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Trespass: Living at the Edge of the Promised Land

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Trespass: Living at the Edge of the Promised Land Cover

 

Synopses & Reviews

Publisher Comments:

Trespass is the story of one woman's struggle to gain footing in inhospitable territory. A wilderness activist and apostate Mormon, Amy Irvine sought respite in the desert outback of southern Utah's red-rock country after her father's suicide, only to find out just how much of an interloper she was among her own people.

But more than simply an exploration of personal loss, Trespass is an elegy for a dying world, for the ruin of one of our most beloved and unique desert landscapes and for our vanishing connection to it. Fearing what her father's fate might somehow portend for her, Irvine retreated into the remote recesses of the Colorado Plateau — home not only to the world's most renowned national parks but also to a rugged brand of cowboy Mormonism that stands in defiant contrast to the world at large.

Her story is one of ruin and restoration, of learning to live among people who fear the wilderness the way they fear the devil and how that fear fuels an antagonism toward environmental concerns that pervades the region. At the same time, Irvine mourns her own loss of wildness and disconnection from spirituality, while ultimately discovering that the provinces of nature and faith are not as distinct as she once might have believed.

Review:

"In this clouded memoir, Irvine, former development director for the Southern Utah Wilderness Alliance (SUWA), pursues her tortuous trajectory from a loosely Mormon upbringing to strident environmental activism. Irvine writes from the fresh grief of her father's suicide: a fierce atheist with a Mormon pedigree, her father divorced her mother when Irvine was 10, drank heavily and gradually grew estranged from his family before shooting himself in the heart. With her mother and sister, Irvine grew up a 'Jack Mormon' (one whose belief in the Church of the Latter Day Saints has lapsed), endured a brief marriage with a yuppie vegetarian and found true love with a lawyer named Herb, with whom she moved to San Juan County, Utah. As Irvine, a grant-proposal writer, and Herb both worked for the SUWA, their advocacy for public lands pitted them in uncomfortable opposition to the pro-development, cattle-friendly interests of their largely Mormon neighbors. Irvine structures her memoir cannily around the four eras of local Native American prehistoric culture (Lithic, Archaic, Basketmaker and Pueblo), each reflecting a period of migration and settlement in her own life. However, her work is filled with so much tertiary detail that emotional resonance is rare. Still, her views on wilderness preservation ring passionately and her research is sound." Publishers Weekly (Copyright Reed Business Information, Inc.)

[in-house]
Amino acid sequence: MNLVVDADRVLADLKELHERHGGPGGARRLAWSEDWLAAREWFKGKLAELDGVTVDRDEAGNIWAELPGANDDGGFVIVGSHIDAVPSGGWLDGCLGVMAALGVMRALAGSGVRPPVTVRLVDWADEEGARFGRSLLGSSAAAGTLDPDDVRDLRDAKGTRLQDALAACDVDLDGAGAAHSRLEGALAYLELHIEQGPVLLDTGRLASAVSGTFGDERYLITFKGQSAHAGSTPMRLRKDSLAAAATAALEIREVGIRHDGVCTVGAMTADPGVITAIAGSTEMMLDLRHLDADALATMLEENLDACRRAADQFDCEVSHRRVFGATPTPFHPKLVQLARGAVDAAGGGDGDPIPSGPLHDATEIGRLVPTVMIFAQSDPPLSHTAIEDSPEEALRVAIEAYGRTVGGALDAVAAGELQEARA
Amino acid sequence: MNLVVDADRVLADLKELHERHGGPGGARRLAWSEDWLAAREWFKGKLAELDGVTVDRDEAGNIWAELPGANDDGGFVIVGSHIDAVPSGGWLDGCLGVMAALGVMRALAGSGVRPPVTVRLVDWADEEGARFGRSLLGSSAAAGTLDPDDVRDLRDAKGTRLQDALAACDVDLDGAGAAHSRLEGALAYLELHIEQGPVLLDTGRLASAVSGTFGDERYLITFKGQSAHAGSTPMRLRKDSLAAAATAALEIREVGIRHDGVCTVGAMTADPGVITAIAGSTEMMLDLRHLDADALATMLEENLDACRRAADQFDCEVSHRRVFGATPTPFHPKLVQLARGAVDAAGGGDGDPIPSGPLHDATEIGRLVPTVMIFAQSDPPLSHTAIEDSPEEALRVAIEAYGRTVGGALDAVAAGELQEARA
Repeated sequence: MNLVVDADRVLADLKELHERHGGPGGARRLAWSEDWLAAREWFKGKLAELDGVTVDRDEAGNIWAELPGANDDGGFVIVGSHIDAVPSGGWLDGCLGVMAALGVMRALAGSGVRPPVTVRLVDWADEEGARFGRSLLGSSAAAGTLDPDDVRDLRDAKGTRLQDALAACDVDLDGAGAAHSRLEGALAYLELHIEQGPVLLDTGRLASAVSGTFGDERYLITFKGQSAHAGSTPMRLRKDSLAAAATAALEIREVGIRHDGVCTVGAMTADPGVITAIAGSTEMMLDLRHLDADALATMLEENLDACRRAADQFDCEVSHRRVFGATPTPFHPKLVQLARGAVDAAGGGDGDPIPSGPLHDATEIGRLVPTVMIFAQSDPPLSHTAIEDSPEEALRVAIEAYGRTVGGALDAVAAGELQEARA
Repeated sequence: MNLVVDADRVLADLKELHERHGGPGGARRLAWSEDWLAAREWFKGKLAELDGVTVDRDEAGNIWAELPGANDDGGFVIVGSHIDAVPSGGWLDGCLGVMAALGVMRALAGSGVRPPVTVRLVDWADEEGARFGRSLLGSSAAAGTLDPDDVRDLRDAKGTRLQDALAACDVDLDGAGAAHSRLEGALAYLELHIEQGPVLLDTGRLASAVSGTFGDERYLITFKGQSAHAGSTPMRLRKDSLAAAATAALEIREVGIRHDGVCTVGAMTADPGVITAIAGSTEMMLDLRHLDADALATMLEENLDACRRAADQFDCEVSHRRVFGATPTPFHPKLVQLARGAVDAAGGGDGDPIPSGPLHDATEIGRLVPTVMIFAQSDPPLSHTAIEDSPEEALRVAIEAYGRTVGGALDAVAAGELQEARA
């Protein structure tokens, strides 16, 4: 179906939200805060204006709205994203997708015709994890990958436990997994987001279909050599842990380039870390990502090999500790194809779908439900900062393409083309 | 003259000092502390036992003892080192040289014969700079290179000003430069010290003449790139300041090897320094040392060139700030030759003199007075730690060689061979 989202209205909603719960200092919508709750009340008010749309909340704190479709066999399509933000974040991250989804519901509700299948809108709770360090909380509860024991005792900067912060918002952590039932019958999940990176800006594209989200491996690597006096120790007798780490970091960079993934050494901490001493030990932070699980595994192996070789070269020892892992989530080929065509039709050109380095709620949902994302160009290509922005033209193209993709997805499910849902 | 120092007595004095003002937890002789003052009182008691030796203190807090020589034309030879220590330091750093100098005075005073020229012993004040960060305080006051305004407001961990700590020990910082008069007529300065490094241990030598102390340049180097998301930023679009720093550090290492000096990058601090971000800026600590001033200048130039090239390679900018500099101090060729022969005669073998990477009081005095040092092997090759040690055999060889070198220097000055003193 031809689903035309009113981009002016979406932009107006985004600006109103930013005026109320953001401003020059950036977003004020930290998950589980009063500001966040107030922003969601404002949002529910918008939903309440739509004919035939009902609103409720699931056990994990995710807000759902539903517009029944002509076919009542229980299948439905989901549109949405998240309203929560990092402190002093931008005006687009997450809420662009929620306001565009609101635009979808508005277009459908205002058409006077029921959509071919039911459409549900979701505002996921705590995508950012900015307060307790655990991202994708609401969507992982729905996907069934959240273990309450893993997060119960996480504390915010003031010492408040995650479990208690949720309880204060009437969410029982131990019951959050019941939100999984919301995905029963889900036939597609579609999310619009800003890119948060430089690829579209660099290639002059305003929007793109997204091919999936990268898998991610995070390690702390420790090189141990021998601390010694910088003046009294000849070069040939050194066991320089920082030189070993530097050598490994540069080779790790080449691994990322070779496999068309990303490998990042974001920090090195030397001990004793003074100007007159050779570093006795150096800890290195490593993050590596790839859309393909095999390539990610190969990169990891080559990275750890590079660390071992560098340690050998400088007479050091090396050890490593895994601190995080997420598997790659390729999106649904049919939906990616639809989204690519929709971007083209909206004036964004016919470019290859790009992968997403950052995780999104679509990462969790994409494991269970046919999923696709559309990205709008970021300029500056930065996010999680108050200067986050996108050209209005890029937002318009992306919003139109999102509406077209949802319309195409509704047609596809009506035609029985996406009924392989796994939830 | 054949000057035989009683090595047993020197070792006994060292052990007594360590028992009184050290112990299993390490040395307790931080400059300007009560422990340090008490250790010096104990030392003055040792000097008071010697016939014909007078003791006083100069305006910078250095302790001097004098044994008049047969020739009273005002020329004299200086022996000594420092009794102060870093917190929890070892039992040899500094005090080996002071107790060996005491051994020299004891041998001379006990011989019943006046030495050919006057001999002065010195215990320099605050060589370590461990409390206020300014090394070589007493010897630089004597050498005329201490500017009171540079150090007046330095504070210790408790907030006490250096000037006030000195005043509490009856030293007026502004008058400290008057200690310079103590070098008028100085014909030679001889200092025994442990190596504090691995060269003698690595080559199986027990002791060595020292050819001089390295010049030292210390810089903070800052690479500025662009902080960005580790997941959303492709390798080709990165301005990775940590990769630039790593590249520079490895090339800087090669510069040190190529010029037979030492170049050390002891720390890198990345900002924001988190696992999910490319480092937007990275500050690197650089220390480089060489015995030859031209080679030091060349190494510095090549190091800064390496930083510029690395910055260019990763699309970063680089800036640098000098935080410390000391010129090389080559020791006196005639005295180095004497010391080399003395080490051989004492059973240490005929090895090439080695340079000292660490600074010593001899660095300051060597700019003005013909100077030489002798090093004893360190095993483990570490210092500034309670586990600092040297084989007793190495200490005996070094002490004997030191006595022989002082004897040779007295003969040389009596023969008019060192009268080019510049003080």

Review:

"Southern Utah's mesmerizing landscape of rock, river and ruins has inspired at least one masterpiece, Edward Abbey's 'Desert Solitaire,' which provides Amy Irvine with the epigraph for her fierce memoir, 'Trespass': 'Beware traveler. You are approaching the land of horned gods.'

'Beware' is the key word. Although there aren't many occupants of this beautiful but isolated area, most... Washington Post Book Review (read the entire Washington Post review)

Review:

"As raw and stinging as a fresh burn....It's hard to imagine a personal history more transporting than this one, with its rigorously original prose (not a single cliché in 300-plus pages), emotional detail and bibliophilic departures into the musty caverns of American history." The Los Angeles Times

Review:

"[Irvine] braids together threads of Mormon history, her own family's stories and her quest for illumination, creating a singularly elegiac and astringent memoir of dissent." Chicago Tribune

Review:

"Irvine's language is lovely, her stories compelling." Mother Jones online

Review:

"A glistening, hard-won [lesson] on resilience." More magazine online

Review:

"My kind of woman." Bookslut.com

Review:

"Forthright and imaginative, sensitive and tough, Irvine joins red-rock heroes Edward Abbey and Terry Tempest Williams in breaking ranks and speaking up for the living world." Booklist (starred review)

Review: